The appropriate restoration to fix tooth erosion depends on the structural damage of the tooth. If the tooth has eroded sufficiently, simple restorations alone may not be the solution. If the erosion is deep into the tooth, affecting the dentin, then a crown or even a root canal may be necessary. Some teeth may be beyond saving; in that case, an extraction would be the best procedure.
With the progression of having acid reflux, the symptoms and treatments seem to interrelate, whereas the quality of daily life may become more cumbersome. Having a thorough health history will determine if acid reflux is a concern and if tooth erosion is created from that or other conditions. Tooth erosion doesn’t happen overnight; it’s a repeated exposure over a duration of time. Once the damage is done, it’s permanent and irreversible; therefore, the goal is maintaining the health of the tooth structure. Educating the patient on preventing more deterioration and treating sensitivity will change the patient’s quality of life immensely if that’s a concern.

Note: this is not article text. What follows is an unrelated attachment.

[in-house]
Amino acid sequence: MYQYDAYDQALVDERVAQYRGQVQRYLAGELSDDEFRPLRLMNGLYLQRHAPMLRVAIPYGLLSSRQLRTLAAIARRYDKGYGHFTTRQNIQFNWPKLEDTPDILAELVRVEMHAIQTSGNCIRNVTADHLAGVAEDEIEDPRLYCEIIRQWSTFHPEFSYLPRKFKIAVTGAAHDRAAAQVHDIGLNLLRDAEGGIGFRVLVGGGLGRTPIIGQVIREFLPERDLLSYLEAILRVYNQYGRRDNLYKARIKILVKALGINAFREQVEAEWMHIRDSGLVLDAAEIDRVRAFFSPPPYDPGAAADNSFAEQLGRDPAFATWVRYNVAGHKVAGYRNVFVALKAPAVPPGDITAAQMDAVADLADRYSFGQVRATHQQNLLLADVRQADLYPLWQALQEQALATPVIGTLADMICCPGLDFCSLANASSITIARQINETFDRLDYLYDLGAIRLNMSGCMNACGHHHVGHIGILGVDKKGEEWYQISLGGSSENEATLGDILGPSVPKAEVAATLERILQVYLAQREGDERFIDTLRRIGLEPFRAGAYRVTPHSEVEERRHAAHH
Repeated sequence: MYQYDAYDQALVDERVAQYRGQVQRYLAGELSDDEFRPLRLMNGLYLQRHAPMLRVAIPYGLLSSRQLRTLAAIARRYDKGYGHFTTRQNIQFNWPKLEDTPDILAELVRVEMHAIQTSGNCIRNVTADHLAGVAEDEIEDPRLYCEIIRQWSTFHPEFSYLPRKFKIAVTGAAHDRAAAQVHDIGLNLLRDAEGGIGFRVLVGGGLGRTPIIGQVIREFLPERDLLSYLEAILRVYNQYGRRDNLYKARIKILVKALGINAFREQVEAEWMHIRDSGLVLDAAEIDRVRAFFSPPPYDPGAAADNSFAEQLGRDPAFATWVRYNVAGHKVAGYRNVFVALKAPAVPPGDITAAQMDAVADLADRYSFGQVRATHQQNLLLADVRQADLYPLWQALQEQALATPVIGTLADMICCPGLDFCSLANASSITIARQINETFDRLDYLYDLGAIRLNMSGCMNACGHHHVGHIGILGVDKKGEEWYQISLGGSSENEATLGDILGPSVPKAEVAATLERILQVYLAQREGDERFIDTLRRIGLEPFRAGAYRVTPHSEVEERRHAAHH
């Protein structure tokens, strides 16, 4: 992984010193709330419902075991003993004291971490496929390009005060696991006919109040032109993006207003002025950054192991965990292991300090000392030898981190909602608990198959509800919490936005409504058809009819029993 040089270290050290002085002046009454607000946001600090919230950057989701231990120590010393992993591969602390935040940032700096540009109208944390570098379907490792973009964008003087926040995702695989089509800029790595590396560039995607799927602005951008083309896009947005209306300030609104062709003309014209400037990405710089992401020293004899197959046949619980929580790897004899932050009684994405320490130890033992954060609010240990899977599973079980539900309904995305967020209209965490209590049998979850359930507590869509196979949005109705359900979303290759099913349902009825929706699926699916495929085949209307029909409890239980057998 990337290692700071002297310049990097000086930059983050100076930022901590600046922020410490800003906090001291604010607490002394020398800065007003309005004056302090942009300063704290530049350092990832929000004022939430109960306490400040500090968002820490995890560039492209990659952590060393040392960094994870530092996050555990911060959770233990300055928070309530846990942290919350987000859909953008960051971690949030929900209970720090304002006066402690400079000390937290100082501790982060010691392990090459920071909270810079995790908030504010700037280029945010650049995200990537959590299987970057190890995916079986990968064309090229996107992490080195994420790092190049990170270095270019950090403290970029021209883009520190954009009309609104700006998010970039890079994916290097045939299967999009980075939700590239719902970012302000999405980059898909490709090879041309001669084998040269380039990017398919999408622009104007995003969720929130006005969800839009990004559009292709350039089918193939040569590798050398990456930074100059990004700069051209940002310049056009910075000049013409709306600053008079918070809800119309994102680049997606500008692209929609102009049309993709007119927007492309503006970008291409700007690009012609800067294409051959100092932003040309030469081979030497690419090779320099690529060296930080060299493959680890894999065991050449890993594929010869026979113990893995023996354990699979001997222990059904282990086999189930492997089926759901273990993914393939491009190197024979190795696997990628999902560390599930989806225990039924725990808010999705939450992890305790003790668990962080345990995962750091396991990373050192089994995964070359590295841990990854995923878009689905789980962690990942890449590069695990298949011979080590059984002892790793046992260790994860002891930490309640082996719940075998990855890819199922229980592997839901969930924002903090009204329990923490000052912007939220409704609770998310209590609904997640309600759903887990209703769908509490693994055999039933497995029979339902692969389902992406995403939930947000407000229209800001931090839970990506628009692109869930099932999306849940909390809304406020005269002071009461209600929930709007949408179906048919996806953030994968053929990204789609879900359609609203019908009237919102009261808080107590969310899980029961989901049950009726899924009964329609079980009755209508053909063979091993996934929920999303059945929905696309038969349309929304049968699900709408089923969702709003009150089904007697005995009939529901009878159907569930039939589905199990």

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- Kinman, T. (2020, April 9) What Are the Differences Between Heartburn, Acid Reflux and GERD? Retrieved from https://www.healthline.com/health/gerd/heartburn-vs-acid-reflux
- Haskins, J. (2019, July 2). Antacids. Retrieved from https://www.healthline.com/health/antacids#interactions
- Histamine 2 Blockers Curb Acid Production. (2016, February 29). Explore Health. Retrieved from https://www.health.com/condition/gerd/proton-pump-inhibitors-fight-acid-reflux
- Munha, J.P. (n.d.). Heartburn vs. Acid Reflux: How to Tell the Difference. Medicine Net. Retrieved from https://www.medicinenet.com/heartburn_vs_acid_reflux_differences_similarities/article.htm#how_are_heartburn_and_acid_reflux_treated
- Cox, L. (2018, November 15). The Progressive Stages of GERD. Reflux MD. Retrieved from https://www.refluxmd.com/the-progressive-stages-of-gerd/
- Hamilton, C. (2016, May 18). Have GERD? Stomach Acid May Not Be the Only Cause, Study Says. Explore Health. Retrieved from https://www.health.com/condition/gerd/inflammation-not-acid-reflux
- Dotinga, R. (2012, March 8). Acid Reflux from Chronic Heartburn May Damage Teeth. Medicine Net. Retrieved from https://www.medicinenet.com/script/main/art.asp?articlekey=155719
- (n.d.). Beth Israel Lahey Health Winchester Hospital. Retrieved from https://www.winchesterhospital.org/health-library/article?id=21407